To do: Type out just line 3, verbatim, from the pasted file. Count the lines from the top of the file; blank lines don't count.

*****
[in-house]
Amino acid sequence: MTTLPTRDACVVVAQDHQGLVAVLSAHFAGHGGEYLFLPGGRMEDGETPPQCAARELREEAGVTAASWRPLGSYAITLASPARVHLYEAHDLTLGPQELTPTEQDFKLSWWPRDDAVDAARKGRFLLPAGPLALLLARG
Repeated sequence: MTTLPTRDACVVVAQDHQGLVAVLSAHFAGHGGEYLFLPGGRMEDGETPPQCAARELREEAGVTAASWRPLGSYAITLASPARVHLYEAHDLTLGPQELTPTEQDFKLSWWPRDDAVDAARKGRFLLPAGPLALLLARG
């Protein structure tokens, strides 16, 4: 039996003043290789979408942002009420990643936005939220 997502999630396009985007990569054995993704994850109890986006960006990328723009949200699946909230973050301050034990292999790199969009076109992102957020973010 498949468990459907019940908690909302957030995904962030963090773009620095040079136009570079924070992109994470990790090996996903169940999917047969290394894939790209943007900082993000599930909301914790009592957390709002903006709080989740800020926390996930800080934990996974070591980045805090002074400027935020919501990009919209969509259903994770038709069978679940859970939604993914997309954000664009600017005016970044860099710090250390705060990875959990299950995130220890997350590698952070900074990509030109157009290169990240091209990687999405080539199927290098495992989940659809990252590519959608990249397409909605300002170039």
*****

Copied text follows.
Repeated sequence: MTTLPTRDACVVVAQDHQGLVAVLSAHFAGHGGEYLFLPGGRMEDGETPPQCAARELREEAGVTAASWRPLGSYAITLASPARVHLYEAHDLTLGPQELTPTEQDFKLSWWPRDDAVDAARKGRFLLPAGPLALLLARG